STATE System E-Cigarette Fact Sheet

State Legislative Activity
Enacted as of December 31, 2019

Restrictions on Sales to Underage Persons

  • As of December 31, 2019, all 50 states, the District of Columbia, Guam, the Northern Mariana Islands, Palau, Puerto Rico, and the U.S. Virgin Islands have passed legislation prohibiting the sale of e-cigarettes to underage persons.
  • American Samoa and the Marshall Islands do not have any legislation prohibiting the sale of e-cigarettes to persons under a certain age.
  • In Pennsylvania, the minimum legal sales age for e-cigarettes takes effect on July 1, 2020.
  • A federal law enacted on December 20, 2019, raised the federal minimum legal sales age for all tobacco products, including e-cigarettes, from 18 to 21 across the United States. It does not limit states, territories, localities, or tribes from enforcing their own, additional youth access laws with respect to e-cigarettes or from setting their own minimum legal sales age higher than age 21.

Retail Licensure on E-Cigarettes

  • As of December 31, 2019, 26 states (Alabama, Alaska, Arkansas, California, Connecticut, Hawaii, Indiana, Iowa, Kansas, Louisiana, Maine, Maryland, Massachusetts, Minnesota, Montana, Nebraska, Nevada, New Hampshire, New Jersey, New York, Ohio, Pennsylvania, Rhode Island, Utah, Vermont and Washington), the District of Columbia, the Northern Mariana Islands, Palau and the U.S. Virgin Islands have passed legislation that requires a retail license to sell e-cigarettes over-the-counter.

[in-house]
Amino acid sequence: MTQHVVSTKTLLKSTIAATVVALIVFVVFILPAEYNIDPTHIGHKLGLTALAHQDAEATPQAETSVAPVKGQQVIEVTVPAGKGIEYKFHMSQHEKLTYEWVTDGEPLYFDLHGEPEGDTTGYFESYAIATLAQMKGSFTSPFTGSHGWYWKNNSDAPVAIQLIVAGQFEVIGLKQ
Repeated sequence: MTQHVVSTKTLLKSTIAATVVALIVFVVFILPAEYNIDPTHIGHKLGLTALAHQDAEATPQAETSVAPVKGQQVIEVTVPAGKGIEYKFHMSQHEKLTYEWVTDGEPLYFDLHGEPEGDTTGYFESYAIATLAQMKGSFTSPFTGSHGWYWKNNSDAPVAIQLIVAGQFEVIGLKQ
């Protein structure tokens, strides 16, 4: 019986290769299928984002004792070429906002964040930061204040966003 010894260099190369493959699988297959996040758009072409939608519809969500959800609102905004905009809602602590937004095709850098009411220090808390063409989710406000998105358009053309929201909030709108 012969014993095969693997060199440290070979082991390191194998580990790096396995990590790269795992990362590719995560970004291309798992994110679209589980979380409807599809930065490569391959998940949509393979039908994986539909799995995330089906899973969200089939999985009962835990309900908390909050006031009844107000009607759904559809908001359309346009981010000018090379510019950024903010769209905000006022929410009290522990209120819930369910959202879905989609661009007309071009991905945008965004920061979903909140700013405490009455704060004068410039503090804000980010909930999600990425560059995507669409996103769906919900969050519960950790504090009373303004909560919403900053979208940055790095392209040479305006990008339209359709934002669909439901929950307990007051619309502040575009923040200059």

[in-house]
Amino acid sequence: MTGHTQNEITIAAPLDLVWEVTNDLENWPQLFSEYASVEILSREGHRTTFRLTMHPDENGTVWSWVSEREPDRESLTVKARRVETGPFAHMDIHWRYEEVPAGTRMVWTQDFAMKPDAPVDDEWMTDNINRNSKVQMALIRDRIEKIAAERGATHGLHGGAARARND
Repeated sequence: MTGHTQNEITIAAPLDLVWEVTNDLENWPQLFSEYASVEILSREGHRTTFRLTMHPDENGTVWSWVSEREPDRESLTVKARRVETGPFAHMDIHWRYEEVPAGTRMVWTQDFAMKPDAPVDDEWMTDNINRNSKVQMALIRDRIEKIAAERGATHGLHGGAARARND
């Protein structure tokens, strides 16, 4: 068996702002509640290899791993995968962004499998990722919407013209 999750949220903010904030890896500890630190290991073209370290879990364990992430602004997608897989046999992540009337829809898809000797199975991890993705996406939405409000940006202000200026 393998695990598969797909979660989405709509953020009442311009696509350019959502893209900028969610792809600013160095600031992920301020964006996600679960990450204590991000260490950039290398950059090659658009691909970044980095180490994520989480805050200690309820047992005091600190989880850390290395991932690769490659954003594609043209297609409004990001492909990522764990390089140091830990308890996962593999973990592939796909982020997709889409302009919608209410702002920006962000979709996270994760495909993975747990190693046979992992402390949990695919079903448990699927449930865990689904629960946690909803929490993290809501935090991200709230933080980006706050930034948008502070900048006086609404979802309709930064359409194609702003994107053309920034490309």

• In Nebraska and Nevada the licensure law becomes effective on January 1, 2020.
  • In Massachusetts, the licensure law becomes effective on June 1, 2020

Smokefree Indoor Air Laws, Including E-Cigarettes

  • As of December 31, 2019, 14 states (California, Colorado, Delaware, Hawaii, Massachusetts, New Jersey, New Mexico, New York, North Dakota, Oregon, Rhode Island, South Dakota, Utah and Vermont) the District of Columbia and Puerto Rico have passed comprehensive smokefree indoor air laws that include e-cigarettes. These laws prohibit smoking and the use of e-cigarettes in indoor areas of private worksites, restaurants, and bars.
  • Effective October 1, 2018, Alaska implemented new legislation prohibiting smoking and the use of e-cigarettes in indoor areas of private worksites, restaurants, and bars. Also included in the legislation is an option for a municipality to opt out of these provisions through a voter referendum. Because municipalities in Alaska are able to exempt themselves from this legislation, it is not considered to be a comprehensive smokefree indoor air policy that includes e-cigarettes.

E-Cigarette Tax

  • As of December 31, 2019, 20 states (California, Connecticut, Delaware, Illinois, Kansas, Louisiana, Maine, Massachusetts, Minnesota, Nevada, New Jersey, New Mexico, New York, North Carolina, Ohio, Pennsylvania, Vermont, Washington, West Virginia and Wisconsin), the District of Columbia, Puerto Rico and the U.S. Virgin Islands have passed legislation that requires a tax on e-cigarettes. Eleven states (Connecticut, Delaware, Kansas, Louisiana, New Jersey, New Mexico, North Carolina, Ohio, Washington, West Virginia, and Wisconsin) tax e-cigarettes per milliliter of liquid or consumable material. California, Illinois, Maine, Massachusetts, Minnesota, Nevada, New Mexico, New York, Pennsylvania, Vermont,the District of Columbia, and the U.S. Virgin Islands tax e-cigarettes on a percentage of a specified cost. Puerto Rico taxes the e-cigarette device themselves if disposable, and the nicotine cartridge per milliliter of consumable liquid.